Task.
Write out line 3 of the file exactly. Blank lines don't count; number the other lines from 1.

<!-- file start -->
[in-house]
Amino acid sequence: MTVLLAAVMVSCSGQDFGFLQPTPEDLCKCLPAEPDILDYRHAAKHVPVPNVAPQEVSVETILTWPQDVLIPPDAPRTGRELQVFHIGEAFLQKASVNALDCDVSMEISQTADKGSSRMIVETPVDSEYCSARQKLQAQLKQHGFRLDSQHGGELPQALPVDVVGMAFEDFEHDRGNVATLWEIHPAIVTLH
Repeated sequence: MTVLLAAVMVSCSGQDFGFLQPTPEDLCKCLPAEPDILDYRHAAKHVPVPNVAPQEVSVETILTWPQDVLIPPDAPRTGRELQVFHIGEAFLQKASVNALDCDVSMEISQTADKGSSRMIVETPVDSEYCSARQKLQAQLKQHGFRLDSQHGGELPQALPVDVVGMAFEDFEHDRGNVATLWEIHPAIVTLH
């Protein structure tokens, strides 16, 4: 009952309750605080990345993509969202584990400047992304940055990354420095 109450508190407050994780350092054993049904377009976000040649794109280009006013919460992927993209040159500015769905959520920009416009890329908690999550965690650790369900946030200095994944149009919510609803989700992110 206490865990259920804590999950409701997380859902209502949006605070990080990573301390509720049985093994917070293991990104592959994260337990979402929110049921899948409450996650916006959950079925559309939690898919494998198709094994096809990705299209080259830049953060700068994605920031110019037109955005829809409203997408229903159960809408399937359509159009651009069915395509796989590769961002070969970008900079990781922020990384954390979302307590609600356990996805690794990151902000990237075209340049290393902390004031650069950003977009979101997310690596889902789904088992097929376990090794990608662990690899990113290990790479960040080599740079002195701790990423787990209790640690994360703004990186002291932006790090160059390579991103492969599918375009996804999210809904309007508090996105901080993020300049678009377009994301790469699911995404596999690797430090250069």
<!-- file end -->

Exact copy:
Repeated sequence: MTVLLAAVMVSCSGQDFGFLQPTPEDLCKCLPAEPDILDYRHAAKHVPVPNVAPQEVSVETILTWPQDVLIPPDAPRTGRELQVFHIGEAFLQKASVNALDCDVSMEISQTADKGSSRMIVETPVDSEYCSARQKLQAQLKQHGFRLDSQHGGELPQALPVDVVGMAFEDFEHDRGNVATLWEIHPAIVTLH